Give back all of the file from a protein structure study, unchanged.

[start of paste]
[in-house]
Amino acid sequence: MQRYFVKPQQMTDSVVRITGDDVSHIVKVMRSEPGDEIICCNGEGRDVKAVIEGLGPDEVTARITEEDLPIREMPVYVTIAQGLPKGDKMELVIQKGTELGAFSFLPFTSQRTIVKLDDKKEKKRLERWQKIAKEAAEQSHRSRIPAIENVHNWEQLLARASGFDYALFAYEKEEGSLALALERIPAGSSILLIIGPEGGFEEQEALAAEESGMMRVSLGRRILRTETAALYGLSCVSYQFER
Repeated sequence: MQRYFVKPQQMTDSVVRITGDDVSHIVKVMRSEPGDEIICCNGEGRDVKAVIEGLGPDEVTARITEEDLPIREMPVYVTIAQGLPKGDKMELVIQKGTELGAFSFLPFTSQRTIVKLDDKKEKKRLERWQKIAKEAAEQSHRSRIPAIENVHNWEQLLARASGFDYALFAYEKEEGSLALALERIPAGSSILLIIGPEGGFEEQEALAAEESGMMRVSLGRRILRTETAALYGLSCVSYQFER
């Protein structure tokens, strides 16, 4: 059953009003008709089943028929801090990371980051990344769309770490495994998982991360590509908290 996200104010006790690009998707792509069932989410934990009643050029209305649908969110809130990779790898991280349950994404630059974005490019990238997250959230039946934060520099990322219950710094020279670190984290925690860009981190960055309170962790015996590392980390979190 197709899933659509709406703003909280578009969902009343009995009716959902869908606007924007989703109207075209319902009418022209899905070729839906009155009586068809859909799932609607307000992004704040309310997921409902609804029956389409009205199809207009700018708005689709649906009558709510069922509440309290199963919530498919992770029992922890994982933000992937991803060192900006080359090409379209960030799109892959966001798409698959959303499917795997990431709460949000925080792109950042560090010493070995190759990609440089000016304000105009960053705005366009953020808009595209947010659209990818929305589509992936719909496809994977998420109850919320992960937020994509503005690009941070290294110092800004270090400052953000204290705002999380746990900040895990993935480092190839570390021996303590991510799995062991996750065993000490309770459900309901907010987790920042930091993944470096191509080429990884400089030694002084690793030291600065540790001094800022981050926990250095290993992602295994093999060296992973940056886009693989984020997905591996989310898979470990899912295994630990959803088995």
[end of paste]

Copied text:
[in-house]
Amino acid sequence: MQRYFVKPQQMTDSVVRITGDDVSHIVKVMRSEPGDEIICCNGEGRDVKAVIEGLGPDEVTARITEEDLPIREMPVYVTIAQGLPKGDKMELVIQKGTELGAFSFLPFTSQRTIVKLDDKKEKKRLERWQKIAKEAAEQSHRSRIPAIENVHNWEQLLARASGFDYALFAYEKEEGSLALALERIPAGSSILLIIGPEGGFEEQEALAAEESGMMRVSLGRRILRTETAALYGLSCVSYQFER
Repeated sequence: MQRYFVKPQQMTDSVVRITGDDVSHIVKVMRSEPGDEIICCNGEGRDVKAVIEGLGPDEVTARITEEDLPIREMPVYVTIAQGLPKGDKMELVIQKGTELGAFSFLPFTSQRTIVKLDDKKEKKRLERWQKIAKEAAEQSHRSRIPAIENVHNWEQLLARASGFDYALFAYEKEEGSLALALERIPAGSSILLIIGPEGGFEEQEALAAEESGMMRVSLGRRILRTETAALYGLSCVSYQFER
């Protein structure tokens, strides 16, 4: 059953009003008709089943028929801090990371980051990344769309770490495994998982991360590509908290 996200104010006790690009998707792509069932989410934990009643050029209305649908969110809130990779790898991280349950994404630059974005490019990238997250959230039946934060520099990322219950710094020279670190984290925690860009981190960055309170962790015996590392980390979190 197709899933659509709406703003909280578009969902009343009995009716959902869908606007924007989703109207075209319902009418022209899905070729839906009155009586068809859909799932609607307000992004704040309310997921409902609804029956389409009205199809207009700018708005689709649906009558709510069922509440309290199963919530498919992770029992922890994982933000992937991803060192900006080359090409379209960030799109892959966001798409698959959303499917795997990431709460949000925080792109950042560090010493070995190759990609440089000016304000105009960053705005366009953020808009595209947010659209990818929305589509992936719909496809994977998420109850919320992960937020994509503005690009941070290294110092800004270090400052953000204290705002999380746990900040895990993935480092190839570390021996303590991510799995062991996750065993000490309770459900309901907010987790920042930091993944470096191509080429990884400089030694002084690793030291600065540790001094800022981050926990250095290993992602295994093999060296992973940056886009693989984020997905591996989310898979470990899912295994630990959803088995």